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Expenses incurred in dying go up

24 October 2014

THE cost of dying has risen by more than ten per cent in the past year, a new report by an insurance and funeral services company has found.

SunLife's annual report Cost of Dying suggests that the average cost of a funeral, estate administration, headstone, probate, and other death-related expenses now totals £8427 - a rise of 10.6 per cent on the previous year. Inflation last year was 2.5 per cent.

The firm says that the average funeral now costs £3590, an increase of 87 per cent since SunLife's first survey ten years ago. The cost of hiring a solicitor to manage the estate of someone who has died now accounts for a third of the total cost of dying.

From the start of 2015, a C of E funeral, burial in a churchyard, and the erection of a wooden cross over the grave will cost £503. In 2011, this would have cost £319, showing that the figure has risen by more than 57 per cent in four years.

One in seven people now struggles to afford the funeral they want to give their loved one, the SunLife report suggests. Many of them either use up savings, borrow from friends, or add debt to a credit card to make up any shortfall.

Funeral directors and charities told The Guardian on Monday that demand for a state-funded public health and environmental funeral - once called a pauper's funeral - was increasing year by year, as more and more families found they could not afford a funeral privately.

Originally, public health funerals were designed for those who died without any family or savings, but they are increasingly being used as a last resort by poorer families.

Julie Dunk, of the Institute of Cemetery and Crematorium Management, told The Guardian: "More and more now, we are dealing with cases where there is family - but the family either can't or won't pay for the funeral. There are some people who are really struggling."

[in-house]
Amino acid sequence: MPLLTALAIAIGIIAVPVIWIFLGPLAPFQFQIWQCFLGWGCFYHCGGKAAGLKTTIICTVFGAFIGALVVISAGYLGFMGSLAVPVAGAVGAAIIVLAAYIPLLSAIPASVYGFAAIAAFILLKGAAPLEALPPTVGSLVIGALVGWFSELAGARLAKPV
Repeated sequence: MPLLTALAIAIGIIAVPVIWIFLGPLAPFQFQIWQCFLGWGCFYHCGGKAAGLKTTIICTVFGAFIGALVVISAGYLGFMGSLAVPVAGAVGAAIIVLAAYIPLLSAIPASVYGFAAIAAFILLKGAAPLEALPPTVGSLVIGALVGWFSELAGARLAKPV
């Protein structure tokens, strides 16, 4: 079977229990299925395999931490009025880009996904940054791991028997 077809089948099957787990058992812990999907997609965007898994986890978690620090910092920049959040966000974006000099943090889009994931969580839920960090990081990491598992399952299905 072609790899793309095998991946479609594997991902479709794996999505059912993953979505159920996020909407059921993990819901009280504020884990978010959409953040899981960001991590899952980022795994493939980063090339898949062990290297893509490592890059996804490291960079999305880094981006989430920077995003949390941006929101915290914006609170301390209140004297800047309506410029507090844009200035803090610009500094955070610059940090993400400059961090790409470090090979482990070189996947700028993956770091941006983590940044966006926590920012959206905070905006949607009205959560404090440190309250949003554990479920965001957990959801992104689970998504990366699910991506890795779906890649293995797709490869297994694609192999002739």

The charity Down To Earth, part of Quaker Social Action, offers free advice on funerals. Its manager, Fiona Singleton, said on Wednesday that they had started a campaign to end "funeral poverty this year, because we see first-hand the amount of distress it causes people".

A funeral poverty officer with Down To Earth, Heather Kennedy, said: "We think the Government should be doing more to help people who find themselves in this situation, before an ageing population, deepening poverty, and spiralling funeral costs make the problem much, much worse." Down To Earth is planning to ask faith communities to pressure their local MPs into action over funeral poverty.

Some people are resorting to DIY funerals, by buying coffins and transporting them to a crematorium or graveyard in the back of their cars or vans. The Natural Death Centre, a charity that advises people who wish to arrange their own funeral, said that there had been a dramatic shift in the past two years.

Rosie Inman-Cook, from the Centre, told The Guardian: "Before, people were interested in green funerals, and sourcing their own coffins, and how to direct their own funerals. . . Now the majority of my calls are about the finances."

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